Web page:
If Your Spouse Is Autistic, You Might Be Autistic, Too
So your spouse or partner is autistic? You could be part of the large population of undiagnosed autistic individuals and not even know it.
If your spouse is autistic, chances are you are also on the spectrum or have another neurodiverse difference, like attention deficit hyperactivity disorder (ADHD), schizophrenia, bipolar disorder, social phobia, or generalized anxiety disorder.
According to a large Swedish study, which looked at over 707,000 individuals, those on the autism spectrum are 10–11 times more likely to choose romantic partners who are also autistic.
These findings were not found in control populations. Some control populations included individuals with Crohn’s disease, diabetes, and rheumatoid arthritis, and these individuals did not choose partners with the same or similar conditions.
You may not have been aware of the possibility of being autistic yourself, especially if your spouse was diagnosed at an early age, has more obvious or “stereotypical” autistic features that you do not see in yourself, or if you have developed the tendency to “mask” or “camouflage” your own autistic traits — something that many autistic people do unconsciously as a way to fit in and be socially accepted.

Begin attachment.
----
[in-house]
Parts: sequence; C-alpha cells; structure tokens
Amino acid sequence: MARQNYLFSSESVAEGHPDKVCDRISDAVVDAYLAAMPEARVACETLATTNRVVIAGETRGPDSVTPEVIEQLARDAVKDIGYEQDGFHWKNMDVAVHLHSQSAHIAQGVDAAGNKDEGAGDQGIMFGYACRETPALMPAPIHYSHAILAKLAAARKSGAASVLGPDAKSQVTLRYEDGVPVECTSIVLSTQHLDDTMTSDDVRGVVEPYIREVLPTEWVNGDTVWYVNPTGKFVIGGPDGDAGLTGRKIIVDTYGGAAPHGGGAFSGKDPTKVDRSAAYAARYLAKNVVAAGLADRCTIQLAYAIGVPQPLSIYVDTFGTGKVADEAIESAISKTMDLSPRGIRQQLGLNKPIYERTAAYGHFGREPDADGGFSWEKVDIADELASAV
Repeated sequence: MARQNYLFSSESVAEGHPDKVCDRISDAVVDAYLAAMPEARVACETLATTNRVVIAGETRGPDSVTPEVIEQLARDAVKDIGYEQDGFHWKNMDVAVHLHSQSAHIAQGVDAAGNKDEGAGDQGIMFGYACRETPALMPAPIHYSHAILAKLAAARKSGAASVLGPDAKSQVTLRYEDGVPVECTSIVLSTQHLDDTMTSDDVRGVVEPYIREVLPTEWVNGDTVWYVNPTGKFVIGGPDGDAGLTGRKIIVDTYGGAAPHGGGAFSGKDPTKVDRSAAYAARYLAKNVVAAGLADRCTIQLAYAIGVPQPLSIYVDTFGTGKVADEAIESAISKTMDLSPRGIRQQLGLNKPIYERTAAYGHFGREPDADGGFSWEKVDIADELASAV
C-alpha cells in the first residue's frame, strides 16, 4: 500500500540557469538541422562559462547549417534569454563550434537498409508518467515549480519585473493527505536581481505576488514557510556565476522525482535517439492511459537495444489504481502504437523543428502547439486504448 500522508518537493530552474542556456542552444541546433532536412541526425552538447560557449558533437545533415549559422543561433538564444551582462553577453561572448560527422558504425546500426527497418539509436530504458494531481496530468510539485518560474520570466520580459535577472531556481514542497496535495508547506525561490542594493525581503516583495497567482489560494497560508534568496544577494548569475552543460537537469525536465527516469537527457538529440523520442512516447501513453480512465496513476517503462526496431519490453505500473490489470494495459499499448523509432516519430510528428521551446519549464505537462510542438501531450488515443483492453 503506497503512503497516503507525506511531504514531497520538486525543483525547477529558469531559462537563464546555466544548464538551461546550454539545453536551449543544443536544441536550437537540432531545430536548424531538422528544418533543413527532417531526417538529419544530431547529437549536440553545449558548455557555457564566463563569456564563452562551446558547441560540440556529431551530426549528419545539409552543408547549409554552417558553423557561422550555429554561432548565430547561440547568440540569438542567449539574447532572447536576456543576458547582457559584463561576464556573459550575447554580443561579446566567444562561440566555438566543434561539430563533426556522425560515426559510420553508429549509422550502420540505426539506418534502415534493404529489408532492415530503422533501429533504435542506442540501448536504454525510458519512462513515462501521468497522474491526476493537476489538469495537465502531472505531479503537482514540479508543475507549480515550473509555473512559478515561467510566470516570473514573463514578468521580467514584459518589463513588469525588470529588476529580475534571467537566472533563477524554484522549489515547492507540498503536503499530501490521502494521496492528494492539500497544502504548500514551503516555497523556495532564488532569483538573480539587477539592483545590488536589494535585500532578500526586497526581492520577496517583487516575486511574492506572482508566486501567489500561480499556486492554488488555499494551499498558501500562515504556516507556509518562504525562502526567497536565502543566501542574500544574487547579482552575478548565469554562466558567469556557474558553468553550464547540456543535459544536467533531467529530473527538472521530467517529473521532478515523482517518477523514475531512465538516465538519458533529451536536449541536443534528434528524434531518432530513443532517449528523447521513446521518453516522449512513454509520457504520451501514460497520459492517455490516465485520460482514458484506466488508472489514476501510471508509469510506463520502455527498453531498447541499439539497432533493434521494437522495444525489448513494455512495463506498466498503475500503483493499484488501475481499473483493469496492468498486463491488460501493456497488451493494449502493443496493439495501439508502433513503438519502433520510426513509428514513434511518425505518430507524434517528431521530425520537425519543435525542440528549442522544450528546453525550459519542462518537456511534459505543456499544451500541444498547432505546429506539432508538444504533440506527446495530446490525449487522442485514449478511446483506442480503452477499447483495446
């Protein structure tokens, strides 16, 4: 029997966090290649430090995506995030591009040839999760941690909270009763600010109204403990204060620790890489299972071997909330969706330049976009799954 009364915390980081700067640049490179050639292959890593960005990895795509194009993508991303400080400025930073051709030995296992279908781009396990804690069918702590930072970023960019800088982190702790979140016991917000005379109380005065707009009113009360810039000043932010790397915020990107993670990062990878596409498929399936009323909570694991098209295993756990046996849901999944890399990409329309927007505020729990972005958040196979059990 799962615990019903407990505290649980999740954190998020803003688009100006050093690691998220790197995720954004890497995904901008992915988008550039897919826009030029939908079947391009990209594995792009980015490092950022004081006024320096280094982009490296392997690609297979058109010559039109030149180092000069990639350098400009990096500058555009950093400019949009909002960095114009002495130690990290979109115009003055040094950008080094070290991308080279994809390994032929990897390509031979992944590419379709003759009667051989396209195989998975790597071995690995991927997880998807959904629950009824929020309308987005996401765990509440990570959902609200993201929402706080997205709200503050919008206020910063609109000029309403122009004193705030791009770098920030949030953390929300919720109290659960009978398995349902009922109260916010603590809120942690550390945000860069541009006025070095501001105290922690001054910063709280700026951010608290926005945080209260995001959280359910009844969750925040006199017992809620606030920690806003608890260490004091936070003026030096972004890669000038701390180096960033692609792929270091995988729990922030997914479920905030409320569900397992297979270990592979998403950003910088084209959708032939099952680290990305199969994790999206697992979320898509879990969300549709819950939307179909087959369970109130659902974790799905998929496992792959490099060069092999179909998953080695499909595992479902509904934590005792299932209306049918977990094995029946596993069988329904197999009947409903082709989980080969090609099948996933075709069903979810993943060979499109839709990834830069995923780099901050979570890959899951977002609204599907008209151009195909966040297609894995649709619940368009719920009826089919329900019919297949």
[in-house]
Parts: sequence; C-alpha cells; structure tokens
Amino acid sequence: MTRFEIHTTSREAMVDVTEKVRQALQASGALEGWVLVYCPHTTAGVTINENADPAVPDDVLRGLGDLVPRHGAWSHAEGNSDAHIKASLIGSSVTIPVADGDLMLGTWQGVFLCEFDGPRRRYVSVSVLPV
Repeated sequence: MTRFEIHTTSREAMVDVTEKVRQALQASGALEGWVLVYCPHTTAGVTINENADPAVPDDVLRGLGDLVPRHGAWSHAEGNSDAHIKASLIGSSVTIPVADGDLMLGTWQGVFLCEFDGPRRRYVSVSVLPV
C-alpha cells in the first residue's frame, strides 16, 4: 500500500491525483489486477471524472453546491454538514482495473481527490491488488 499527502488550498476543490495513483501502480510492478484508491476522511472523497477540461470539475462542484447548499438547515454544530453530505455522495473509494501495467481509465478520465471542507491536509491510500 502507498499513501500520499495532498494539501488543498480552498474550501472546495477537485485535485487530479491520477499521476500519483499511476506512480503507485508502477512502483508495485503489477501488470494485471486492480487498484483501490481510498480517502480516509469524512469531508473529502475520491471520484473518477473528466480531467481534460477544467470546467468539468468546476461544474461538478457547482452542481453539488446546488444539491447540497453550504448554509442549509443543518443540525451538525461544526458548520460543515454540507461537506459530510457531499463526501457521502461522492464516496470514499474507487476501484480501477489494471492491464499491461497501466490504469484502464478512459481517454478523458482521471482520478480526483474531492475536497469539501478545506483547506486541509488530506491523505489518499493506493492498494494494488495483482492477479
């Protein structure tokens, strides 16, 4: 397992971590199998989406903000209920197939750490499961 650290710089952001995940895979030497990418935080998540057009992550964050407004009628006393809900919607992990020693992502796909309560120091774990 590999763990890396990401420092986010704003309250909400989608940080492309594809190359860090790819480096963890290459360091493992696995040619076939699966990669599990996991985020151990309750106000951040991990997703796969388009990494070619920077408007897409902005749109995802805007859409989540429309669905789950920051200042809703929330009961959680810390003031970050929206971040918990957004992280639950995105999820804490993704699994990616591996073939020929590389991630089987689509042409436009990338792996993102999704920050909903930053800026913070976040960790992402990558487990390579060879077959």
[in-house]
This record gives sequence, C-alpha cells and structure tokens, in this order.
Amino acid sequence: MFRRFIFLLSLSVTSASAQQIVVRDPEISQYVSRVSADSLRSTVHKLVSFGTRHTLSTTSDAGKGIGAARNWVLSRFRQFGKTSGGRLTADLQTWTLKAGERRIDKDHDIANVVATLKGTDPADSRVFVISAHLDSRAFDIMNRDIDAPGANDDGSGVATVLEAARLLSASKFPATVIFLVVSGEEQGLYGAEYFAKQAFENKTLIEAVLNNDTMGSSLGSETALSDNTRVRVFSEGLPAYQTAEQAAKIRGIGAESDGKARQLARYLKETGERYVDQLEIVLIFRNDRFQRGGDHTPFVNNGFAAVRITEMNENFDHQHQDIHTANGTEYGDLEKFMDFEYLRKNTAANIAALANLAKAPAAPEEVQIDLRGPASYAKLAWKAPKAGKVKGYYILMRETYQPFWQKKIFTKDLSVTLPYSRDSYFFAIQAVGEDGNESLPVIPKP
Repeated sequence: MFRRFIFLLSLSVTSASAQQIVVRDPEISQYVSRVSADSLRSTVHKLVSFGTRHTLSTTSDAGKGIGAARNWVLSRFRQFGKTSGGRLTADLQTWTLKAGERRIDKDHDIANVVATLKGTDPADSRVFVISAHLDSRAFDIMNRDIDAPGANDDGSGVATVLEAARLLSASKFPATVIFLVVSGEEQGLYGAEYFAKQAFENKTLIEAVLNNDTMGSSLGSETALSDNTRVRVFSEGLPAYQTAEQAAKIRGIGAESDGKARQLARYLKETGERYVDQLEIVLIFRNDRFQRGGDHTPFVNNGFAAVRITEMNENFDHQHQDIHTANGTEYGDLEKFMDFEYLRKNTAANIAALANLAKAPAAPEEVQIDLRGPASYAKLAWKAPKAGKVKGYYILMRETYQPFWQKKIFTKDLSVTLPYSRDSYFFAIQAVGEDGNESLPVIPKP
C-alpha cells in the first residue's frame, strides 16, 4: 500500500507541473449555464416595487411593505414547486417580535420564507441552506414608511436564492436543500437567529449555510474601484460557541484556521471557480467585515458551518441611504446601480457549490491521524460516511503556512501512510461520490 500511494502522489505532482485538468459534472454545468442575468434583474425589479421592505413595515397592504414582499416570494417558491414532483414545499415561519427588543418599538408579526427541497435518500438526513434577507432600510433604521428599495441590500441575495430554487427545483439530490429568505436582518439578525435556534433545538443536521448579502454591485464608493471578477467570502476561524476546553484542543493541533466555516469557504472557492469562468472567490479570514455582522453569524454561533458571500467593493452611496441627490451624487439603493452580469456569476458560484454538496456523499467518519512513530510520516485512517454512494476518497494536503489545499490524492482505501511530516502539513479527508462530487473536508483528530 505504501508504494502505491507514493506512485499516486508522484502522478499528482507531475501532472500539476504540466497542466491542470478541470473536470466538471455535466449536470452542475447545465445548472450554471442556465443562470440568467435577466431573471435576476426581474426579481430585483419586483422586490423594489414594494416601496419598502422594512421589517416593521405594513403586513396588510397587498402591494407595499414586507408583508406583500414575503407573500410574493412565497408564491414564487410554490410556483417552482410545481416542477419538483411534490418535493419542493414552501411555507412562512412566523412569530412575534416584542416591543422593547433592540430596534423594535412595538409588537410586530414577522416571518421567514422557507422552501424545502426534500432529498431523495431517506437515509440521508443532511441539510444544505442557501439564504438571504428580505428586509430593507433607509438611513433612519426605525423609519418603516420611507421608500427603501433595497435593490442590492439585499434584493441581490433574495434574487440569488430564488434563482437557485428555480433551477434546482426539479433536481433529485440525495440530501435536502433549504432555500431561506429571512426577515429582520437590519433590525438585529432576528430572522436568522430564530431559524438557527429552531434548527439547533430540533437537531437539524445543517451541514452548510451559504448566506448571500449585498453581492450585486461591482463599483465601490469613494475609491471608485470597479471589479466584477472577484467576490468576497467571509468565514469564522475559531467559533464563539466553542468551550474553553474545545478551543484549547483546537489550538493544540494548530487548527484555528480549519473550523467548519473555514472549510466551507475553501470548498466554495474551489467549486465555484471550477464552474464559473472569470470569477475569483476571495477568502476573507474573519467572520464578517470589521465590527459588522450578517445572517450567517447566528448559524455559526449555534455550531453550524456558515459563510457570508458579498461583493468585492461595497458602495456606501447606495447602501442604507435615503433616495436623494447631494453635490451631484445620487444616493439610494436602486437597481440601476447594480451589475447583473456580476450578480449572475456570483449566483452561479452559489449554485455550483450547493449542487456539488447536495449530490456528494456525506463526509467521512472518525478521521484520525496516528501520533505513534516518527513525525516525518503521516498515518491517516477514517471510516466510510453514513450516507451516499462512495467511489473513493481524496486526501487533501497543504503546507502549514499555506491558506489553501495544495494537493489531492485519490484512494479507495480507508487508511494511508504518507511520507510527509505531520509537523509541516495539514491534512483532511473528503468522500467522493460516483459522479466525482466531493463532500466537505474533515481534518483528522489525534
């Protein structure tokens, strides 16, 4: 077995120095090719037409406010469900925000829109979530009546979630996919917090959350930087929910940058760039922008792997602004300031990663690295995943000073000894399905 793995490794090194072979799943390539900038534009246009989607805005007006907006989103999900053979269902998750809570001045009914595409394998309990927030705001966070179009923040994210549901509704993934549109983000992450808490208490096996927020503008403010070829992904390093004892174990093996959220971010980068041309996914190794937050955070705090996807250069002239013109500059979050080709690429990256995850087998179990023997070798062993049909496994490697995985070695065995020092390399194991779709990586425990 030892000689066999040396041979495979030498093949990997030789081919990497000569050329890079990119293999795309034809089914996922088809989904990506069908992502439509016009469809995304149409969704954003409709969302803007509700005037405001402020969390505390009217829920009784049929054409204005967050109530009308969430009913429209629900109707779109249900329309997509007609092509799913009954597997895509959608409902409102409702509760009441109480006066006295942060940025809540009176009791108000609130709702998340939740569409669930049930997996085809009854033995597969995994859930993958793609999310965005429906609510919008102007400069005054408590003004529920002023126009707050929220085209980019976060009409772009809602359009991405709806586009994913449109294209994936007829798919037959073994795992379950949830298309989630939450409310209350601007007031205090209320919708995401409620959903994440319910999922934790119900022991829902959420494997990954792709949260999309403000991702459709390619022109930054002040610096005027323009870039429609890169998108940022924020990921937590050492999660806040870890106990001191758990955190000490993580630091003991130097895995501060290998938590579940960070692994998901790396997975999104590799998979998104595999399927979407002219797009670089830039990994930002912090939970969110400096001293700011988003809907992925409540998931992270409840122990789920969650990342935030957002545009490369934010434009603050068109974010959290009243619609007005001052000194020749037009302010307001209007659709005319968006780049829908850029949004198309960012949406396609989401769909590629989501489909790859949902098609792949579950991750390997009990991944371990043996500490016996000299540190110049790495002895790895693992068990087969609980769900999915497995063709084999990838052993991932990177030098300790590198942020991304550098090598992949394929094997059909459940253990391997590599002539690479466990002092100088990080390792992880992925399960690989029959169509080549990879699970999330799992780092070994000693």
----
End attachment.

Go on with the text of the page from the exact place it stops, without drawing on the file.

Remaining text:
Autistic women in particular go undiagnosed more often and for longer periods of time than autistic men, since findings about the female autism phenotype have yet to reach all medical and mental health professionals. Women and girls with more male-typical autism characteristics tend to be diagnosed sooner. Sadly, only a minority of medical and mental health professionals are well-informed enough about the female autism phenotype to be able to detect less typical autism presentations in women and girls. This can lead to a life of confusion, a string of misdiagnoses (often borderline personality disorder, anxiety, and/or depression), and one frustratingly ineffective psychological or pharmacological intervention after another.
According to the International Society for Autism Research, this may be changing:
“There is a burgeoning interest amongst researchers, clinicians, and members of the autism…